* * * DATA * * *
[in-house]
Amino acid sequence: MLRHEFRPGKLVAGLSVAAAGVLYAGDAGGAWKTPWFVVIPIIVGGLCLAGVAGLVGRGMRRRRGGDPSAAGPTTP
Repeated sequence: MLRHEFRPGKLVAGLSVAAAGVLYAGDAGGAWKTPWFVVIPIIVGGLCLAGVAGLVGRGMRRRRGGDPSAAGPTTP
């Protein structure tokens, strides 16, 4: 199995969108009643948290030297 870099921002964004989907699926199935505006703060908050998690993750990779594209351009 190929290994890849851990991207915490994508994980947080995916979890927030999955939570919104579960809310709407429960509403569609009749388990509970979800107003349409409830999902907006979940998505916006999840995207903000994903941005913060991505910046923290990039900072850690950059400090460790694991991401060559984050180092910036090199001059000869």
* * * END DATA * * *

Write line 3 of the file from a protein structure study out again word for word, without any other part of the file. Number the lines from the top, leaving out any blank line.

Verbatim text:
Repeated sequence: MLRHEFRPGKLVAGLSVAAAGVLYAGDAGGAWKTPWFVVIPIIVGGLCLAGVAGLVGRGMRRRRGGDPSAAGPTTP